Re: Oh Cana-duh

    I say if they don't like the terms of joining into the agreement, don't do it. It's not like they're being forced to become a part of it.

    I'm not sure if you're referring to Canada in general or Davis in particular. If it's Canada in general, then I fully agree and I think it's sad the way we kowtow to US interests.

    If you're referring to Davies, the way the headline is worded is a tad misleading for anyone not familiar with Parliamentary system. Davies himself has no power to set trade policy. He's just supposed to keep an eye on (and criticize) the Minister for International Trade, Ed Fast.

    Fast is a member of the Conservative party, who currently have a majority government and can do whatever they want regardless of what the opposition thinks, including signing us up for oppressive international treaties without letting the opposition even see the text.

     

    reply to this | link to this | view in thread ]

  14.  
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    fyi, Aug 30th, 2013 @ 8:31am

    NDP party = "New Democratic Party party."

     

    reply to this | link to this | view in thread ]

  15.  
    identicon
    Anonymous Coward, Aug 30th, 2013 @ 8:48am

    Re: Re: Oh Cana-duh

    Sorry, was referring to Canada in general. If Canada doesn't like the non-participatory rules of entry- it shouldn't become party to the agreement. Chances are that when the agreement is finalized and fully disclosed it can make an informed decision on whether to join or not. If the door is locked, Canada has to decide whether joining with those restrictions is worthwhile. Personally, I'd wait and see.

     

    reply to this | link to this | view in thread ]

  16.  
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    PRMan, Aug 30th, 2013 @ 10:02am

    Then show up at the meetings and arrest them

    If they are guilty of treason against the Constitution or against Canada's head of foreign trade, arrest them on the spot.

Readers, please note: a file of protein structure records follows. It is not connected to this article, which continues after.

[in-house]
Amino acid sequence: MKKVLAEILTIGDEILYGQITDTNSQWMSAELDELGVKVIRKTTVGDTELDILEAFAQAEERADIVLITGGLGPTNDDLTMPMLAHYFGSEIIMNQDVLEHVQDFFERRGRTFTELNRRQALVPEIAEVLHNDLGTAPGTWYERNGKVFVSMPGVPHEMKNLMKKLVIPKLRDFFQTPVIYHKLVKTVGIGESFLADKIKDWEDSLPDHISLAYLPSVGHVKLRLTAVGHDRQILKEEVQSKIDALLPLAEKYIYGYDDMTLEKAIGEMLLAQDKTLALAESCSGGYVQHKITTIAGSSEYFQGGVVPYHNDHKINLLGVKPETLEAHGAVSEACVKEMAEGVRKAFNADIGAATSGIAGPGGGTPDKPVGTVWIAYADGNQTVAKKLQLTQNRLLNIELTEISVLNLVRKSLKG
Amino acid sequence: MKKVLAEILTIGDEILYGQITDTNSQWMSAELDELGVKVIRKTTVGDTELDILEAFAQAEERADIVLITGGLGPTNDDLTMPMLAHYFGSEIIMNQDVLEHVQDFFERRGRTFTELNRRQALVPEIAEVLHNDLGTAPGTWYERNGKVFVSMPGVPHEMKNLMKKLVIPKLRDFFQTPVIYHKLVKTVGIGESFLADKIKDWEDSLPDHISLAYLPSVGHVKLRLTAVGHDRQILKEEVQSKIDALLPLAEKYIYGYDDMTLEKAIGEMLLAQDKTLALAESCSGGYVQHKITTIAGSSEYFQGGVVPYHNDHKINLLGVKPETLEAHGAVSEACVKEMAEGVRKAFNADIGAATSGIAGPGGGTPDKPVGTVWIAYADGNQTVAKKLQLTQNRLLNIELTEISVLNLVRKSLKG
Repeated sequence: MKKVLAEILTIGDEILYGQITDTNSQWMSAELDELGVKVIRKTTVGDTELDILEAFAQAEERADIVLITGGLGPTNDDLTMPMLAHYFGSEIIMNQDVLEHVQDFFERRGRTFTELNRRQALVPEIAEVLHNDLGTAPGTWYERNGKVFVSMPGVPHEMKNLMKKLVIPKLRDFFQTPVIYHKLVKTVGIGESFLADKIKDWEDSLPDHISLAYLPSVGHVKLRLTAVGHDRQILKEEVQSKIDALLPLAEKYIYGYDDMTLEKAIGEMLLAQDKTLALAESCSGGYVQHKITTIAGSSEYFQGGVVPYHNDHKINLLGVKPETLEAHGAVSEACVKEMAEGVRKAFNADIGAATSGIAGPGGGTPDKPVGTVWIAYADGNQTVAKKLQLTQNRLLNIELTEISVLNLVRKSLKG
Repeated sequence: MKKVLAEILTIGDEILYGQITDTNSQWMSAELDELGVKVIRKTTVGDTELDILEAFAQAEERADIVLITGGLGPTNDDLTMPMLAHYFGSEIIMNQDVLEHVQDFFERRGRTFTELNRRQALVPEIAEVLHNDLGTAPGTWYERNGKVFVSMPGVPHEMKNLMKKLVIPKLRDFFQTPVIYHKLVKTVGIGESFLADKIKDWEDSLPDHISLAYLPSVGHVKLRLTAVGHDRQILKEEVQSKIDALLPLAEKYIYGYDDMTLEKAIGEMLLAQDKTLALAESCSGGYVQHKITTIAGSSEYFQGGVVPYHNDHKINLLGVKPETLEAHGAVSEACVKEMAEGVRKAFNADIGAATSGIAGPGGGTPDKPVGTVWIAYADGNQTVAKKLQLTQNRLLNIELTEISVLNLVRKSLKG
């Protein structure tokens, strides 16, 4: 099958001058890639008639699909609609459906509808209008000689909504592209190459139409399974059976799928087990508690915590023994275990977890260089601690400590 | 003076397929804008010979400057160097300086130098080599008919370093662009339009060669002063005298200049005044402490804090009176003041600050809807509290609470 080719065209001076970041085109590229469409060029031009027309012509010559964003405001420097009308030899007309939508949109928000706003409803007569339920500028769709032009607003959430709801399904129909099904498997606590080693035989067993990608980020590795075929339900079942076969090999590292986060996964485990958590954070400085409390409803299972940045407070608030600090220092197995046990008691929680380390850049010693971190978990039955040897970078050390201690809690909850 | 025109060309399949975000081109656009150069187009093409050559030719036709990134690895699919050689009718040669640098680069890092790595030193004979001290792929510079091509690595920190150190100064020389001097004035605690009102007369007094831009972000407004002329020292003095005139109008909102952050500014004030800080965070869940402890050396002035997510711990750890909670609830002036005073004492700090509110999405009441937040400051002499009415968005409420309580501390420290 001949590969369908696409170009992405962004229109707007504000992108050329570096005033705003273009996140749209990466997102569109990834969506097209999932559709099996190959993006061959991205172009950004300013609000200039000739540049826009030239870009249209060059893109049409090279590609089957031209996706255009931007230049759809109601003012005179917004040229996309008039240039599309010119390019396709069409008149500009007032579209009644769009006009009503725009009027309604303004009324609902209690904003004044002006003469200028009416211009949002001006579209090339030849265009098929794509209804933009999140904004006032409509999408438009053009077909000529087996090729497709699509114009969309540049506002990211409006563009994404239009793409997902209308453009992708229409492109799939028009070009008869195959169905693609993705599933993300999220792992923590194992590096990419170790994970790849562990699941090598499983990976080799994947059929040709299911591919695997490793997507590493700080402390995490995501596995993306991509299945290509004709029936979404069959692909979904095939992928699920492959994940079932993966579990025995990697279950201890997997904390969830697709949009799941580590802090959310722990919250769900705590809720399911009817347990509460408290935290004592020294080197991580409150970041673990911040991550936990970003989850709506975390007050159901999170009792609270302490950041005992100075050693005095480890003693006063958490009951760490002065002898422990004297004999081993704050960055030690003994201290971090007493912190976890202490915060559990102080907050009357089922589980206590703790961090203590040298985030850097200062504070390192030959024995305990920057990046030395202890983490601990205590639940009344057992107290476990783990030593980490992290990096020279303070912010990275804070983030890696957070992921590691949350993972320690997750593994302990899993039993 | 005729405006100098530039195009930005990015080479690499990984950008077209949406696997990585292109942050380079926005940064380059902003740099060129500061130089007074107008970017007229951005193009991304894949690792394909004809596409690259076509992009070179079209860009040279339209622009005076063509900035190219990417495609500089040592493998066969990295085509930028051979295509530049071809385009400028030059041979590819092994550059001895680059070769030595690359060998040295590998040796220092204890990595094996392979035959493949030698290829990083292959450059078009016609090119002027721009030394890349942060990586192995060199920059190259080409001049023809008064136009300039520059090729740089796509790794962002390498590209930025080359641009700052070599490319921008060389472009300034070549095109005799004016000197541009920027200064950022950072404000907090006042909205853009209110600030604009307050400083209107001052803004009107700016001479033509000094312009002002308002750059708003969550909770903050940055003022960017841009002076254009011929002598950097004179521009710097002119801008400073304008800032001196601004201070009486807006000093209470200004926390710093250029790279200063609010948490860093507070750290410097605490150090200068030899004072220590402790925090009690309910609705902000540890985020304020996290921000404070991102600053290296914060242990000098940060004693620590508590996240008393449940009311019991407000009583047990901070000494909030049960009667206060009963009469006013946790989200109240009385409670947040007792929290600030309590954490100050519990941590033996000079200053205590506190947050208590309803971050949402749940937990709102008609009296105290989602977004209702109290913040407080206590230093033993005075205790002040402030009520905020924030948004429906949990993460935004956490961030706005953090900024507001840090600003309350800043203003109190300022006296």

reply to this | link to this | view in thread ]

  17.  
    identicon
    anonymouse, Aug 30th, 2013 @ 11:47am

    No

    LOl so Canada is not allowed to know what laws it is agreeing to, now that must be something the American lawmakers are happy with.
    Damn why dont they just tell Canada they are another state and start paying taxes and changing all their laws to be the same as any other state in the Unites States.

     

    reply to this | link to this | view in thread ]

  18.  
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    JJJoseph (profile), Aug 30th, 2013 @ 11:56am

    Re: Cons in Canada

    Yes, time to bring forward the trendy pothead dude.

     

    reply to this | link to this | view in thread ]

  19.  
    identicon
    Anonymous Coward, Aug 30th, 2013 @ 2:22pm

    Re: Re: Re: Oh Cana-duh

    There's no Canada deciding anything.. There's one guy, with a couple of others deciding what's good for everyone, and he usually is as receptive as Putin is for the feedback of the people..

    Plus the Canadian government is kinda bad.. I'm not even sure if there's a government anymore given how they rarely come out to say anything.. Only when shit goes bad..

    Not to mention how eager the government is to adopt anything the USA do adopt !

     

    reply to this | link to this | view in thread ]

  20.  
    identicon
    Doug Roberts, Sep 1st, 2013 @ 8:06am

    Re: Re: germany , UK , canada say no to syrian war

    They don't hate "the West". They hate the U.S. Because the U.S. has been interfering in the business of other countries around the world- politically, economically, diplomatically and militarily, for well over a hundred years. Don't you think it's time it stopped?

     

    reply to this | link to this | view in thread ]